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    HRI is a leading non-governmental organisation working to reduce the negative health, social and human rights impacts of drug use and drug policy by promoting evidence-based public health policies and practices, and human rights based approaches to drugs. Read more about HRI’s history.

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    Harm reduction refers to policies, programmes and practices that aim to reduce the harms associated with the use of psychoactive drugs in people unable or unwilling to stop. The defining features are the focus on the prevention of harm, rather than on the prevention of drug use itself, and the focus on people who continue to use drugs.

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United Nations Rules for the Treatment of Women Prisoners and Non-custodial Measures for Women Offenders (the Bangkok Rules)

Date: 04 November 2010

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Front page BKK rules

United Nations Rules for the Treatment of Women Prisoners and Non-custodial Measures for Women Offenders (the Bangkok Rules) have been approved by the Third Committee of the General Assembly at its 65th session in New York on 15 October, 2010.

The Bangkok Rules are new in the sense that they are the first specific UN standards for the treatment of women offenders. The UN Standard Minimum Rules for the Treatment of Prisoners (SMR), adopted more than 50 years ago (1955), did not draw sufficient attention to women’s particular needs.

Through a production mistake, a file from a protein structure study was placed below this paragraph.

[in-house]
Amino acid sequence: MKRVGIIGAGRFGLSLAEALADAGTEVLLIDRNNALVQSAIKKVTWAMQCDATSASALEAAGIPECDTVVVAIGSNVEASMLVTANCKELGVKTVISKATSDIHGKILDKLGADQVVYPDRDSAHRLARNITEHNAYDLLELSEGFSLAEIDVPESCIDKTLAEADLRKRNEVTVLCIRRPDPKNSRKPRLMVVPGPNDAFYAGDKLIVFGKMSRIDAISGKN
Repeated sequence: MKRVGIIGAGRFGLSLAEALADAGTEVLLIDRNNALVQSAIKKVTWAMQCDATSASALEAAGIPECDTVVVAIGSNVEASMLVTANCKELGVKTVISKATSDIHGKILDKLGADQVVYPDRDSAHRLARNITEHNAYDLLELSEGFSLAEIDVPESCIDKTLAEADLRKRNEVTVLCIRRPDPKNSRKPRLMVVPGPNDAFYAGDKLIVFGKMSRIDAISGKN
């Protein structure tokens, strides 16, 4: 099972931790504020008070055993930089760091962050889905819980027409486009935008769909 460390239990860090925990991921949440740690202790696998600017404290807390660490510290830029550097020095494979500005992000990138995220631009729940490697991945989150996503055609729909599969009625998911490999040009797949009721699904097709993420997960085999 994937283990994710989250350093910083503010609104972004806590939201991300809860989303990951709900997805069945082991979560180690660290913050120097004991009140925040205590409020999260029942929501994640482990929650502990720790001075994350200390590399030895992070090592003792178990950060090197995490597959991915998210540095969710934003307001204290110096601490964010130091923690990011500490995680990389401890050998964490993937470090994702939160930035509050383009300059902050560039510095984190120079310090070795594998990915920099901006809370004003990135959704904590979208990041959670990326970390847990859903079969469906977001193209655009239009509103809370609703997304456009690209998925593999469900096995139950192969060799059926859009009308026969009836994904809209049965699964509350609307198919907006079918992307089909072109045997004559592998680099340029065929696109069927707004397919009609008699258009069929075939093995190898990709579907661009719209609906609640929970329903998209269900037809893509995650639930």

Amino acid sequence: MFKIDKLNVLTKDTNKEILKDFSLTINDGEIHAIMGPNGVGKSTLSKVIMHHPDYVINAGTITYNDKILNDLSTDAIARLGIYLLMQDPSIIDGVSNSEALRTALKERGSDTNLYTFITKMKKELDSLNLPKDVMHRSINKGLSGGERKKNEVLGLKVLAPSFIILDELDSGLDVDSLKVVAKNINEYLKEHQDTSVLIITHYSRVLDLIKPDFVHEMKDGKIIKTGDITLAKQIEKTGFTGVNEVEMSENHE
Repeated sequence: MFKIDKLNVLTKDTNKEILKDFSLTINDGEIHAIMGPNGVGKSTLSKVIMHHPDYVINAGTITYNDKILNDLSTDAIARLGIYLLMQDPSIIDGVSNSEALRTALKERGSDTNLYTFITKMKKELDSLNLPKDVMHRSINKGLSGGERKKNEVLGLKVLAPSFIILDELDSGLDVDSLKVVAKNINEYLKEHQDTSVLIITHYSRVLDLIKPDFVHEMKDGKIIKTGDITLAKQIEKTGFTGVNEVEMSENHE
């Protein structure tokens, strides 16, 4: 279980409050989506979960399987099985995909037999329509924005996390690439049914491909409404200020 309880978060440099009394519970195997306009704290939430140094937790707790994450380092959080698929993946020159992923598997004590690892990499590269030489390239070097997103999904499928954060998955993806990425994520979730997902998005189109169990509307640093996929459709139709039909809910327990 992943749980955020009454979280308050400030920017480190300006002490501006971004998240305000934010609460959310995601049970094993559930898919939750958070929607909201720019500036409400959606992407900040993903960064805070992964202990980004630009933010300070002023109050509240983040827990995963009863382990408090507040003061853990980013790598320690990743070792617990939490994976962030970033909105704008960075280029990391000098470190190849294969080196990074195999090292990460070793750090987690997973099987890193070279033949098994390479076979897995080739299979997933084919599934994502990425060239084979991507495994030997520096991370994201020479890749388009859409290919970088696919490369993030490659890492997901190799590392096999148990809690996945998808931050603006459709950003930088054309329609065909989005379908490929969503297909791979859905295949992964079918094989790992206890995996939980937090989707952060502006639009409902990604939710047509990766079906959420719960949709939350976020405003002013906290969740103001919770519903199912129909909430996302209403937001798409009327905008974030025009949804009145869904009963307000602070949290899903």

The Bangkok rules will serve as a supplementary for the SMR in relation to women offenders and highlight the issues of:

  • Vulnerability of women and their dependant children (best interests of dependant children); 
  • Pregnant women, breastfeeding mothers and mothers with children in prison;
  • Personal hygiene for women prisoners such as sanitary towels, regular supply of water for the personal care of children and women, in particular women involved in cooking and those who are pregnant, breastfeeding or menstruating; 
  • Medical confidentiality in relation to their reproductive health history and availability of Reproductive health for women prisoners;
  • Gender-specific health-care services;
  • HIV prevention, treatment, care, support and substance abuse treatment services and programmes; 
  • Preventive health-care measures such as papanicolaou tests and screening for breast and gynaecological cancer;
  • Juvenile female prisoners;
  • The gender-sensitive risk assessment and classification of prisoners;
  • Foreign nationals;
  • Etc.

While the document is imperfect, it reflects years of deliberations and debate. Harm Reduction International hopes that it will become a useful tool for national and regional human rights and penal reform organisations that advocate for better and safer conditions of women in prison settings and for gender sensitive care and diversion schemes for them.

Этот документ также доступен на русском языке

Available also in Spanish FrenchArabic and Chinese

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